It could be noted that the core electoral stakeholders consist of lawmakers, security and electoral process players and custodians. Although Intersociety expressed worry about some negative observations arising from the recent governorship election in Anambra State, issues of electronic voting, balanced voter registration and proper distribution of PVC to cover a greater percentage of registered voters did not escape its intervention.

In the letter signed by Emeka Umeagbalasi, chairman of its Board of Trustees, Intersociety informed the stakeholders of the possible threats to election boycott, rigging and low turnout of voters and voter militarisation. At the root of every credible election is popular participation enhanced by free and fair access to ballot and choice. Intersociety relates voter militarization to a sundry of activities bordering on fixation and substantial lack of adequate preparation.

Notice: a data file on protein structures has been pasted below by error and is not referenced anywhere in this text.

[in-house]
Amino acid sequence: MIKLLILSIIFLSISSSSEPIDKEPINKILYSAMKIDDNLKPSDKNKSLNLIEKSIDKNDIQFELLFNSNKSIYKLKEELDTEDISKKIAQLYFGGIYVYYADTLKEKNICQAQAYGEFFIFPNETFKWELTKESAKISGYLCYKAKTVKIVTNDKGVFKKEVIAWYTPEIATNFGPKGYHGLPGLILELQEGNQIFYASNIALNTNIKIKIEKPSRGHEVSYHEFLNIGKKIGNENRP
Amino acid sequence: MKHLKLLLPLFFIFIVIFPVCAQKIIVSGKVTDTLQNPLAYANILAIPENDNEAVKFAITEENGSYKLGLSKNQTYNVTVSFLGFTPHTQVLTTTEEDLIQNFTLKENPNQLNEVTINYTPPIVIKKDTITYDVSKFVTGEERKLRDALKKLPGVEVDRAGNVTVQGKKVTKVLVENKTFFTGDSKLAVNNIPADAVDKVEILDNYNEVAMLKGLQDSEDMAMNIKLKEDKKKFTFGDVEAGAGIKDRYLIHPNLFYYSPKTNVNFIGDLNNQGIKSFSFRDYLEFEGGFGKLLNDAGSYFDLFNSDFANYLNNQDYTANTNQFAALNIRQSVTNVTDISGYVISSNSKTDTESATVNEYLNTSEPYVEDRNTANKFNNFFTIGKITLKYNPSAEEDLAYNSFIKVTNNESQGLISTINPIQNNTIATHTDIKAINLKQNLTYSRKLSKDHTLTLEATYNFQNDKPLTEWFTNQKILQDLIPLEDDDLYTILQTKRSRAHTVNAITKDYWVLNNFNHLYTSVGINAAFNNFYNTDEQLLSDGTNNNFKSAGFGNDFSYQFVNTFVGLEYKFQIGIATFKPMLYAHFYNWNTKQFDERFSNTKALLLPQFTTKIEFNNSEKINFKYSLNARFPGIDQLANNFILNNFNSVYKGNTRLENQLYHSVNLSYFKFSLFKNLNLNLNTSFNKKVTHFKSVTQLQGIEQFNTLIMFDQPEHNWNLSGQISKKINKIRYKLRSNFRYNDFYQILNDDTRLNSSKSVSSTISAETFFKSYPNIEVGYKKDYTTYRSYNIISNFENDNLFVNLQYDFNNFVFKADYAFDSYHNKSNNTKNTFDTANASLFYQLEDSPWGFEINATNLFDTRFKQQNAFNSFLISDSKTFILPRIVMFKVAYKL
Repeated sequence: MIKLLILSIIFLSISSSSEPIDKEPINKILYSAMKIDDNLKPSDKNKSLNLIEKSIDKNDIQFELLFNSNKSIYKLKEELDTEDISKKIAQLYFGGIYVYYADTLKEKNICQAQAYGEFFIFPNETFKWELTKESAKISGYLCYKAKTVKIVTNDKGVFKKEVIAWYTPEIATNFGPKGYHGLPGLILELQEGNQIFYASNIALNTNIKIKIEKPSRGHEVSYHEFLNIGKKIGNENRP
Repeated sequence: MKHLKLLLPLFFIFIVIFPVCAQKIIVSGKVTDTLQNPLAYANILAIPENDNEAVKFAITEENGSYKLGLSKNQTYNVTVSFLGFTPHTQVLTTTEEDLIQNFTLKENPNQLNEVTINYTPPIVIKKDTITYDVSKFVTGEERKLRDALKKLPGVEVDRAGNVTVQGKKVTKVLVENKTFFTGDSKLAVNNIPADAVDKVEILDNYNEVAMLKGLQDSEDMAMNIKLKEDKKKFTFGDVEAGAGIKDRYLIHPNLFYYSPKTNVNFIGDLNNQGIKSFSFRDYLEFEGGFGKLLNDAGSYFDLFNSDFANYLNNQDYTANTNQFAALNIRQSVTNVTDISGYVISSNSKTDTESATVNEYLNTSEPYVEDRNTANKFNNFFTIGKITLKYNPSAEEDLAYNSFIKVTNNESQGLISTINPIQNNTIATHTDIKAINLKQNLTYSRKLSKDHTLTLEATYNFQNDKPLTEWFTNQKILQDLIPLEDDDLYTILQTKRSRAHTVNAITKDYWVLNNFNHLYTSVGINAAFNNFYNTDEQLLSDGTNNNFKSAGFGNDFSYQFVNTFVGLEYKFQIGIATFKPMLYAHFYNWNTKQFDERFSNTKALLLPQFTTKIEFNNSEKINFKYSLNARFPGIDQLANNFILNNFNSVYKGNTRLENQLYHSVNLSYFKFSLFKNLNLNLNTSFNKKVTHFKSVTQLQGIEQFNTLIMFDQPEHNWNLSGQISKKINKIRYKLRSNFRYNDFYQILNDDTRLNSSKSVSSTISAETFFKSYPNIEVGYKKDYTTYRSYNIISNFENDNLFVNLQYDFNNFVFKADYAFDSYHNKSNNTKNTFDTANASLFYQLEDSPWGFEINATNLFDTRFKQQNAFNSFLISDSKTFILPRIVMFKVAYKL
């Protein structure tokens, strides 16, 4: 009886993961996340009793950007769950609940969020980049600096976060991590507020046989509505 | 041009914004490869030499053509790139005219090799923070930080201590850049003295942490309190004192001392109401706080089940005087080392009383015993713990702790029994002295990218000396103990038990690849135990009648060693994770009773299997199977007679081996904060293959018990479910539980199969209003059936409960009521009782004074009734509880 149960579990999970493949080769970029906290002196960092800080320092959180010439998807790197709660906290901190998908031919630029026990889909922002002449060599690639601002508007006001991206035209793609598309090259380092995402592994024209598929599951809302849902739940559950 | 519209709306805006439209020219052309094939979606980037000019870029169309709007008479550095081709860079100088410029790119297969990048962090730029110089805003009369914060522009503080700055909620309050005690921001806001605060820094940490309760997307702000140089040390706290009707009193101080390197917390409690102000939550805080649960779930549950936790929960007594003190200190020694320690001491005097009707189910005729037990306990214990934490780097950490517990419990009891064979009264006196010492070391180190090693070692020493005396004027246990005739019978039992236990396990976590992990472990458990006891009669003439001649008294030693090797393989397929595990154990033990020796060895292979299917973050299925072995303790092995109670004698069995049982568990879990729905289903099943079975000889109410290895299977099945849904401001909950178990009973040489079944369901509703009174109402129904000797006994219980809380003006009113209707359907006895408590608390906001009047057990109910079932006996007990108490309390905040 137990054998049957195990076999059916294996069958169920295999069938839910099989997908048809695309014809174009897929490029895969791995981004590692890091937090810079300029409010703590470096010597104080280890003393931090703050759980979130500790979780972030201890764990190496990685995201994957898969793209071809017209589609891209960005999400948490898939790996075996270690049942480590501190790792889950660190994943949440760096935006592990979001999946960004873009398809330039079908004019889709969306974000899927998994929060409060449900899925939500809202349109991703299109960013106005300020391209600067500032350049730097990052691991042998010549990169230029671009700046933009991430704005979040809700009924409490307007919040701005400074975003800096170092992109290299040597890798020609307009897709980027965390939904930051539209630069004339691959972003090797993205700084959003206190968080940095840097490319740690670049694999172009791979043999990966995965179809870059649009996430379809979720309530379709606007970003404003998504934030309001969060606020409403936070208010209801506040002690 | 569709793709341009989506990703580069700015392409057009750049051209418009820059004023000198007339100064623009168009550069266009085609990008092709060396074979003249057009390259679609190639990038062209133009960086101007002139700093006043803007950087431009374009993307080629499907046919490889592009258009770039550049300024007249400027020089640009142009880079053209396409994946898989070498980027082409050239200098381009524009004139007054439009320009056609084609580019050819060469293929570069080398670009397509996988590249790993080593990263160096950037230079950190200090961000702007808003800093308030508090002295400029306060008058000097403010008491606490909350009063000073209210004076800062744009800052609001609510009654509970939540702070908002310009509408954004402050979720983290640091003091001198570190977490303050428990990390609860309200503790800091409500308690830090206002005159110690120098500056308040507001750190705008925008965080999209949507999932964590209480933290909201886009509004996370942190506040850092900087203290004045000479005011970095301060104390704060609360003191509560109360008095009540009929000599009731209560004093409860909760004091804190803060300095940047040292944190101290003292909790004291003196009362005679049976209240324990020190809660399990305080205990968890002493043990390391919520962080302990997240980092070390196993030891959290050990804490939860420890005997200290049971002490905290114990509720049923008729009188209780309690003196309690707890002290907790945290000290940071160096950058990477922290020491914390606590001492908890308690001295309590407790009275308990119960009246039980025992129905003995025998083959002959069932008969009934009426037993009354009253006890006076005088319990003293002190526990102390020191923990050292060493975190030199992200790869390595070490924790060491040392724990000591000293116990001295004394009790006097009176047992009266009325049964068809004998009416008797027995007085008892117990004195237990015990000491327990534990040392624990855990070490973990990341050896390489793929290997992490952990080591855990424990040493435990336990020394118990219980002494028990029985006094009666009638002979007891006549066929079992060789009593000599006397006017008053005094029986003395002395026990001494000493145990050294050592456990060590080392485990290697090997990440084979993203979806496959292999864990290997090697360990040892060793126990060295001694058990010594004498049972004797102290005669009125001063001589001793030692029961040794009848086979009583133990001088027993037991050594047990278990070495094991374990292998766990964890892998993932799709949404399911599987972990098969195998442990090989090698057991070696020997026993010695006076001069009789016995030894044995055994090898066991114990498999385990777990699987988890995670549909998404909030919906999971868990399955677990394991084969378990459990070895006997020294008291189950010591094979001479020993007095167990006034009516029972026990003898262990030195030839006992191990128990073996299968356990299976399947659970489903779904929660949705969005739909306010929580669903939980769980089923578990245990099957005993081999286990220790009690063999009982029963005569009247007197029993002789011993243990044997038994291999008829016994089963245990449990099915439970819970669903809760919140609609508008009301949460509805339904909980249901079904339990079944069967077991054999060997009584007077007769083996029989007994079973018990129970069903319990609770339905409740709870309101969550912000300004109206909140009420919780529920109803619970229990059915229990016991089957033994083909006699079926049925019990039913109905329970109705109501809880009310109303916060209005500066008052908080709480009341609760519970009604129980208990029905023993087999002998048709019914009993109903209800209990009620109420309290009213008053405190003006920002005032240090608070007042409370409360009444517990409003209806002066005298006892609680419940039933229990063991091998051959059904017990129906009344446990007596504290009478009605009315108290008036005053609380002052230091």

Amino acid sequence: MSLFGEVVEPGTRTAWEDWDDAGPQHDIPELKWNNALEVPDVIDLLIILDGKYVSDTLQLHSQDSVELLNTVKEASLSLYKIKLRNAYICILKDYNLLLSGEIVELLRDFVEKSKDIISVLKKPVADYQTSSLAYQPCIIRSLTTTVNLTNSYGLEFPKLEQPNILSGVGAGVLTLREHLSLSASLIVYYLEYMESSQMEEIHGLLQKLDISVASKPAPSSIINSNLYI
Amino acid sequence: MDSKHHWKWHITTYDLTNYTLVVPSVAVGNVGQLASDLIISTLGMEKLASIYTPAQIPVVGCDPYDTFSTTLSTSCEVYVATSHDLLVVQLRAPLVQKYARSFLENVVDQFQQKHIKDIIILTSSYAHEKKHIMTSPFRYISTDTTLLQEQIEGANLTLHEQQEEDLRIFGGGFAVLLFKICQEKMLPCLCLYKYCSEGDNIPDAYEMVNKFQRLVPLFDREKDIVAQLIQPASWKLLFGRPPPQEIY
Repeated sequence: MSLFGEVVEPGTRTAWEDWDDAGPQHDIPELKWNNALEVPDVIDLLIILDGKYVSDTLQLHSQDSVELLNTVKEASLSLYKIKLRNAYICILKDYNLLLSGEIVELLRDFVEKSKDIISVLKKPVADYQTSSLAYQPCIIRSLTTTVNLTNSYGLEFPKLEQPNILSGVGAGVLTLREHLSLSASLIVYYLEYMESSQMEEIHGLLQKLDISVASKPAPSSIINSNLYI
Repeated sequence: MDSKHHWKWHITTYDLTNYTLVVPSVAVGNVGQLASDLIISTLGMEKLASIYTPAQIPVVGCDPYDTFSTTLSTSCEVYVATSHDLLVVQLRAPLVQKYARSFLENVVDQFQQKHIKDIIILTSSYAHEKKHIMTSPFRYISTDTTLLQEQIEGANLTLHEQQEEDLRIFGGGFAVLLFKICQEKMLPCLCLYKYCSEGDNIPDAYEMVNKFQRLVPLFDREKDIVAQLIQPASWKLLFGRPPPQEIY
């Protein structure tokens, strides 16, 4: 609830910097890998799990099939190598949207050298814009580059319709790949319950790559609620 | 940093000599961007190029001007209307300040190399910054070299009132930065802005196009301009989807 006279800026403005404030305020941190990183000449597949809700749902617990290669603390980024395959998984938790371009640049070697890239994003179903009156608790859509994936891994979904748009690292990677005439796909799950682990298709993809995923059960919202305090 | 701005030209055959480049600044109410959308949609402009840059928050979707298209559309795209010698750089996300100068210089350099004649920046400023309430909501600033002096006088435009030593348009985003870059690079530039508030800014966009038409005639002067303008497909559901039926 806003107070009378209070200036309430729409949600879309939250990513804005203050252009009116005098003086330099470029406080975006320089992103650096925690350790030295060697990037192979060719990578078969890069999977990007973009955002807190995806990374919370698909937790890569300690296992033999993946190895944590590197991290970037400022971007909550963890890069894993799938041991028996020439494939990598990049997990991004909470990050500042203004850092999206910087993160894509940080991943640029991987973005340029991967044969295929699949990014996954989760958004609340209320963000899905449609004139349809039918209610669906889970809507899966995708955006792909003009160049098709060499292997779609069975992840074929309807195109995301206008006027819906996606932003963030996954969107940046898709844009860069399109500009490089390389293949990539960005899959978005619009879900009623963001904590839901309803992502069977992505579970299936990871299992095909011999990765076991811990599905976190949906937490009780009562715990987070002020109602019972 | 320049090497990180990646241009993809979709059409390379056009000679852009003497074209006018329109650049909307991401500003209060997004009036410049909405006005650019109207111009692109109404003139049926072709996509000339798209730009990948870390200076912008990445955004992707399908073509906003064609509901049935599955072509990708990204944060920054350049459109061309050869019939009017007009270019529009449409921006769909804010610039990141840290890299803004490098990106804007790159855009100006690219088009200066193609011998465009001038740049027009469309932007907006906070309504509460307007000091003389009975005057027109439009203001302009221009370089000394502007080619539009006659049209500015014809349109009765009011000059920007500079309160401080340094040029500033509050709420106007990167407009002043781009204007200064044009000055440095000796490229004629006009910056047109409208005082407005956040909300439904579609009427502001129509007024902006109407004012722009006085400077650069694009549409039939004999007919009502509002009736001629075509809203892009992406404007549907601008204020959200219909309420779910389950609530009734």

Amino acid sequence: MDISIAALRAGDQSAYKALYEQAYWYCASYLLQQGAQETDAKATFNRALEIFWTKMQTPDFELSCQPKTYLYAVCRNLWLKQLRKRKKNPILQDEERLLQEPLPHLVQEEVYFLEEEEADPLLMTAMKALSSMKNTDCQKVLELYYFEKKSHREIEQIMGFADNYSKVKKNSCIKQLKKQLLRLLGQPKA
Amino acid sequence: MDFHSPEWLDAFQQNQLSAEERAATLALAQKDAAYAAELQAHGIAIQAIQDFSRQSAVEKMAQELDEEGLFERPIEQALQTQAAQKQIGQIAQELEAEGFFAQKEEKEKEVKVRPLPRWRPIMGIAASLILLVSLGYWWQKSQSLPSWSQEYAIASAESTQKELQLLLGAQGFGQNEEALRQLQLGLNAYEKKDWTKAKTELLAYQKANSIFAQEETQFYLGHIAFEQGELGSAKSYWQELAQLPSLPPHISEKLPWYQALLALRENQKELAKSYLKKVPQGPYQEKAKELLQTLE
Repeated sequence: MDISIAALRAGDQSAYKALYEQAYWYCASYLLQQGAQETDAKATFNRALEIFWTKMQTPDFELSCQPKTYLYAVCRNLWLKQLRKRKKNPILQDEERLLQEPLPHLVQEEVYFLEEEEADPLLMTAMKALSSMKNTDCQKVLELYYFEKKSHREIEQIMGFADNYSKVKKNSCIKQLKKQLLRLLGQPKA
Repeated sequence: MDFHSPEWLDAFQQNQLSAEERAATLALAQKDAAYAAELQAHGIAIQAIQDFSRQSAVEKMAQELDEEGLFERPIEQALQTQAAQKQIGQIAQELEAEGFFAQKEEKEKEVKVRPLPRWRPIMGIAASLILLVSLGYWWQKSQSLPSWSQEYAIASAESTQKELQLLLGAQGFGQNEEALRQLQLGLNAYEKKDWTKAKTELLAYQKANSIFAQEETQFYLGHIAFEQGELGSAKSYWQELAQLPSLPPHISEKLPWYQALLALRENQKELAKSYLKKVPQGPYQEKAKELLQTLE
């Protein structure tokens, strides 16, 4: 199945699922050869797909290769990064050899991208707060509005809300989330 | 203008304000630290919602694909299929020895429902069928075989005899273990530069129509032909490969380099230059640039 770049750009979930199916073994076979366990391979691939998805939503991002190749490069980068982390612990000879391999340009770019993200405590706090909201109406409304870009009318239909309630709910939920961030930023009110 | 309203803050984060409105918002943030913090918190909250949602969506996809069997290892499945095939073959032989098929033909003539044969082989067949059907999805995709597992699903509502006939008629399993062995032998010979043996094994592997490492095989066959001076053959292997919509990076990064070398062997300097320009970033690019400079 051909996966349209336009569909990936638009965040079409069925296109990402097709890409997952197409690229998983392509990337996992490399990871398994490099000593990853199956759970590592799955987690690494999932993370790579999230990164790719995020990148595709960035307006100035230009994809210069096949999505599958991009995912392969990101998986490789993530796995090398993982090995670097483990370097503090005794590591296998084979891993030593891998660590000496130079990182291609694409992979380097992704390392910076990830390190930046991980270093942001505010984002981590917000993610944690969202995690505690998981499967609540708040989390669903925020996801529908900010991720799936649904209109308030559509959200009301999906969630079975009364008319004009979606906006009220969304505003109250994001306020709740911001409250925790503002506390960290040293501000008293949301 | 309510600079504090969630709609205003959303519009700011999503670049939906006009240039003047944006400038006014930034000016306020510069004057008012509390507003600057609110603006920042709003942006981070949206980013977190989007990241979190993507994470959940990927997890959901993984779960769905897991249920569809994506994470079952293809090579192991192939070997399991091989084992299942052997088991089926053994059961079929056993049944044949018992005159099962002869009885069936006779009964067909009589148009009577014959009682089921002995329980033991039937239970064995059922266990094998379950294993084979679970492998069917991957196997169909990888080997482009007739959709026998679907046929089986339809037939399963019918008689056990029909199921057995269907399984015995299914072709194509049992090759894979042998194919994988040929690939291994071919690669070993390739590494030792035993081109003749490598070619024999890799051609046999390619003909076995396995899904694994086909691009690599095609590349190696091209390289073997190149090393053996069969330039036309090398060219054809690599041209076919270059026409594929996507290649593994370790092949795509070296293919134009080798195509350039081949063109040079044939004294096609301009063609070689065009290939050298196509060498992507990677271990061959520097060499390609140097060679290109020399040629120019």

They include, “deployment of war-like combatants and arsenal” in the name of providing security during elections, thereby heightening panic among the voting population.A recent development as witnessed in Anambra State is the unrestrained sharing of cash and other inducements to influence voters. It is therefore possible that with as much 67 political parties on the ballot, the average time spent by each voter to cast his/her vote would increase, thereby creating problems for the election custodians and process facilitators.

With the possible high incidence of apathy, vote procurement becomes inevitable therefore vitiating every effort made to enhance the credibility of the electoral process and elections in Nigeria.

Case For Electronic Voting
GIVEN the reality of merchandising of PVC, some observers have called for the full application of electronic voting, arguing that if most Nigerians can use the Automated Teller Machine (ATM) cards, employing a similar technology in elections is long overdue.But, with increase in balloting time, it would prove more difficult to be manually and electronically (via card reader) accredited than to vote, which then leaves the system at the mercy of Information and Communication Technology (ICT) section of INEC.

INEC has not achieved up to 80 percent distribution of PVCs, thereby helping to provide voters with a ready alibi to shun the polling booths. Low voter turnout, especially in governorship poll, according to Intersociety, “has become a recurring decimal.”